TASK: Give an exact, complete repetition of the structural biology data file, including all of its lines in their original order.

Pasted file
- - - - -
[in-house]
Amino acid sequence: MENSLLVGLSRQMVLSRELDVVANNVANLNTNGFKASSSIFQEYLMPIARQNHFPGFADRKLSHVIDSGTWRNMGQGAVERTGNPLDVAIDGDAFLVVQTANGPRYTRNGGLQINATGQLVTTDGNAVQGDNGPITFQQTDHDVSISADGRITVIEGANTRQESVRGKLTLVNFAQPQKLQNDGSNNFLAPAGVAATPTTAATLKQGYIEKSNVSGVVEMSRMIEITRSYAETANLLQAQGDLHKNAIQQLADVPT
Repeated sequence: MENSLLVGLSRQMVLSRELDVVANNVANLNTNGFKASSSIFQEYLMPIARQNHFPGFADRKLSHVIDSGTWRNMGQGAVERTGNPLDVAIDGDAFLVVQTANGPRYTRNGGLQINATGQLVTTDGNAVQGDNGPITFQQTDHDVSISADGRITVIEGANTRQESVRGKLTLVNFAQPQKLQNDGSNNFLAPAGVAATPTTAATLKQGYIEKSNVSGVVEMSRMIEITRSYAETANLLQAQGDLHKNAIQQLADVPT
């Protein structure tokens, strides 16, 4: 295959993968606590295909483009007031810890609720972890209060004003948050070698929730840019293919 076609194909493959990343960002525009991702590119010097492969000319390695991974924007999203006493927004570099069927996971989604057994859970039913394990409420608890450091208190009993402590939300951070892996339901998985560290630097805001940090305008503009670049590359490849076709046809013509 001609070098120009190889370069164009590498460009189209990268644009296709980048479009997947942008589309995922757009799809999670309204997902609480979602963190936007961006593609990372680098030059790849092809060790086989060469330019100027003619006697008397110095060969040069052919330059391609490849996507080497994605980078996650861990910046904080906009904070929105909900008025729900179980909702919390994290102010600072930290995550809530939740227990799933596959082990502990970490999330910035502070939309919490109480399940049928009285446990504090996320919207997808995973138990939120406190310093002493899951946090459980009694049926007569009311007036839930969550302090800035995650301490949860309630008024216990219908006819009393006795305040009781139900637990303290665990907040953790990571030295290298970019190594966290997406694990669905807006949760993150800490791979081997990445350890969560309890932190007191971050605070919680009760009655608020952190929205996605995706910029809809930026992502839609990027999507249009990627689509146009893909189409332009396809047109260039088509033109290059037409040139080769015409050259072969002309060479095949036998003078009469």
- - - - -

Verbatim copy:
[in-house]
Amino acid sequence: MENSLLVGLSRQMVLSRELDVVANNVANLNTNGFKASSSIFQEYLMPIARQNHFPGFADRKLSHVIDSGTWRNMGQGAVERTGNPLDVAIDGDAFLVVQTANGPRYTRNGGLQINATGQLVTTDGNAVQGDNGPITFQQTDHDVSISADGRITVIEGANTRQESVRGKLTLVNFAQPQKLQNDGSNNFLAPAGVAATPTTAATLKQGYIEKSNVSGVVEMSRMIEITRSYAETANLLQAQGDLHKNAIQQLADVPT
Repeated sequence: MENSLLVGLSRQMVLSRELDVVANNVANLNTNGFKASSSIFQEYLMPIARQNHFPGFADRKLSHVIDSGTWRNMGQGAVERTGNPLDVAIDGDAFLVVQTANGPRYTRNGGLQINATGQLVTTDGNAVQGDNGPITFQQTDHDVSISADGRITVIEGANTRQESVRGKLTLVNFAQPQKLQNDGSNNFLAPAGVAATPTTAATLKQGYIEKSNVSGVVEMSRMIEITRSYAETANLLQAQGDLHKNAIQQLADVPT
């Protein structure tokens, strides 16, 4: 295959993968606590295909483009007031810890609720972890209060004003948050070698929730840019293919 076609194909493959990343960002525009991702590119010097492969000319390695991974924007999203006493927004570099069927996971989604057994859970039913394990409420608890450091208190009993402590939300951070892996339901998985560290630097805001940090305008503009670049590359490849076709046809013509 001609070098120009190889370069164009590498460009189209990268644009296709980048479009997947942008589309995922757009799809999670309204997902609480979602963190936007961006593609990372680098030059790849092809060790086989060469330019100027003619006697008397110095060969040069052919330059391609490849996507080497994605980078996650861990910046904080906009904070929105909900008025729900179980909702919390994290102010600072930290995550809530939740227990799933596959082990502990970490999330910035502070939309919490109480399940049928009285446990504090996320919207997808995973138990939120406190310093002493899951946090459980009694049926007569009311007036839930969550302090800035995650301490949860309630008024216990219908006819009393006795305040009781139900637990303290665990907040953790990571030295290298970019190594966290997406694990669905807006949760993150800490791979081997990445350890969560309890932190007191971050605070919680009760009655608020952190929205996605995706910029809809930026992502839609990027999507249009990627689509146009893909189409332009396809047109260039088509033109290059037409040139080769015409050259072969002309060479095949036998003078009469």